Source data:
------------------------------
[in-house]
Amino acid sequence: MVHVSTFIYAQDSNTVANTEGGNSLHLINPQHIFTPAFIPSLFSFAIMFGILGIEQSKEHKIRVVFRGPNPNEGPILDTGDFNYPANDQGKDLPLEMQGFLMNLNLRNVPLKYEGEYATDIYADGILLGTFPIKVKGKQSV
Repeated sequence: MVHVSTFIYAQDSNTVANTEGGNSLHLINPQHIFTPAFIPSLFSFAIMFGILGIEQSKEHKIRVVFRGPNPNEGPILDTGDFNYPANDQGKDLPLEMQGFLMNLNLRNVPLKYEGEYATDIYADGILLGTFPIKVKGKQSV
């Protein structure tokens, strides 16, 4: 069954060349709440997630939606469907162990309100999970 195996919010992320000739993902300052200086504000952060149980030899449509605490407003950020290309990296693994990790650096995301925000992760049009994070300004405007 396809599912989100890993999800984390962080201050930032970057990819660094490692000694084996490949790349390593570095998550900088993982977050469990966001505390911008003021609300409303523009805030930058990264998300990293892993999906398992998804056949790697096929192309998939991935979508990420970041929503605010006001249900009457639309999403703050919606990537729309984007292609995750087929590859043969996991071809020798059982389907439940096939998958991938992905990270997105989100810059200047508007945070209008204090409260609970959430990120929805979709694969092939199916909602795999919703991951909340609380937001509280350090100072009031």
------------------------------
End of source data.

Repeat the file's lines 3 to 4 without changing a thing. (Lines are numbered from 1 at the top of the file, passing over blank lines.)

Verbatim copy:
Repeated sequence: MVHVSTFIYAQDSNTVANTEGGNSLHLINPQHIFTPAFIPSLFSFAIMFGILGIEQSKEHKIRVVFRGPNPNEGPILDTGDFNYPANDQGKDLPLEMQGFLMNLNLRNVPLKYEGEYATDIYADGILLGTFPIKVKGKQSV
């Protein structure tokens, strides 16, 4: 069954060349709440997630939606469907162990309100999970 195996919010992320000739993902300052200086504000952060149980030899449509605490407003950020290309990296693994990790650096995301925000992760049009994070300004405007 396809599912989100890993999800984390962080201050930032970057990819660094490692000694084996490949790349390593570095998550900088993982977050469990966001505390911008003021609300409303523009805030930058990264998300990293892993999906398992998804056949790697096929192309998939991935979508990420970041929503605010006001249900009457639309999403703050919606990537729309984007292609995750087929590859043969996991071809020798059982389907439940096939998958991938992905990270997105989100810059200047508007945070209008204090409260609970959430990120929805979709694969092939199916909602795999919703991951909340609380937001509280350090100072009031």